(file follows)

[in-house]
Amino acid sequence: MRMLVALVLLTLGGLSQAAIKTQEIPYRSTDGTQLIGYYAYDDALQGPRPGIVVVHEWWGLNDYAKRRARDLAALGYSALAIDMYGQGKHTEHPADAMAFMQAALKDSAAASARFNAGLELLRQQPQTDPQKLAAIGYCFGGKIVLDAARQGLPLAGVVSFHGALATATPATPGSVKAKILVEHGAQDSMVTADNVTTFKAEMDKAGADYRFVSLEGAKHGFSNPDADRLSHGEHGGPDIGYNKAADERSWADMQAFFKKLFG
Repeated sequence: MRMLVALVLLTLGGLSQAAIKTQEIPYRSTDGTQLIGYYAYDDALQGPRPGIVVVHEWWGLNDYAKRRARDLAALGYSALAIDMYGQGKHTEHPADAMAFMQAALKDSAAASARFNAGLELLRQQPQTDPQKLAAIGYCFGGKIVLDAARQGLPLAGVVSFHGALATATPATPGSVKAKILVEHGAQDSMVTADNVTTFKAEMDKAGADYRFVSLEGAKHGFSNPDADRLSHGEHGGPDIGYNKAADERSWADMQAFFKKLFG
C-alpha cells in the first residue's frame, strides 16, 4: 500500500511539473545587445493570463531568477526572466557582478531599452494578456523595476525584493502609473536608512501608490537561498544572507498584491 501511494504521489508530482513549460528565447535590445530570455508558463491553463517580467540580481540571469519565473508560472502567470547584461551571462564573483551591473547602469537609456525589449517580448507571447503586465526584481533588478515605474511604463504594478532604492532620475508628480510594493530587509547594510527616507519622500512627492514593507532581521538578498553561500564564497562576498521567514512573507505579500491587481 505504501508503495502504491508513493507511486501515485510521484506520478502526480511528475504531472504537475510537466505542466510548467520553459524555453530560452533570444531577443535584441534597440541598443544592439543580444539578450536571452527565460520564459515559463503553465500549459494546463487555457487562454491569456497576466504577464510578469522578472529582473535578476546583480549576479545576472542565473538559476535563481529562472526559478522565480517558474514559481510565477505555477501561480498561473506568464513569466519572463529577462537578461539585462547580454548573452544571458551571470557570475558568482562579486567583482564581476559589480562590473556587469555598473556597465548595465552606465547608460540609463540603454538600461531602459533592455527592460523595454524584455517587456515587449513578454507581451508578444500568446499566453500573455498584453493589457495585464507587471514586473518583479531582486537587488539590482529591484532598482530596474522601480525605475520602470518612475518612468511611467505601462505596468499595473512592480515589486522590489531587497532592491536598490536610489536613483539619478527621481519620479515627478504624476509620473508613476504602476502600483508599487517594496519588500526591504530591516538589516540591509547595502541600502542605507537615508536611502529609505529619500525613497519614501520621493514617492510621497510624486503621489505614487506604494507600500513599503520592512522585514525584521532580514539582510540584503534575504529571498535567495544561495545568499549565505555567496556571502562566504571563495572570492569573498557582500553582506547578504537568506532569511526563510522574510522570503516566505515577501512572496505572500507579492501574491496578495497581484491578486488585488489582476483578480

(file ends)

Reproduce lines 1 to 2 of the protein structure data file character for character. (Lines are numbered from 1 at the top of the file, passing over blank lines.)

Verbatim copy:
[in-house]
Amino acid sequence: MRMLVALVLLTLGGLSQAAIKTQEIPYRSTDGTQLIGYYAYDDALQGPRPGIVVVHEWWGLNDYAKRRARDLAALGYSALAIDMYGQGKHTEHPADAMAFMQAALKDSAAASARFNAGLELLRQQPQTDPQKLAAIGYCFGGKIVLDAARQGLPLAGVVSFHGALATATPATPGSVKAKILVEHGAQDSMVTADNVTTFKAEMDKAGADYRFVSLEGAKHGFSNPDADRLSHGEHGGPDIGYNKAADERSWADMQAFFKKLFG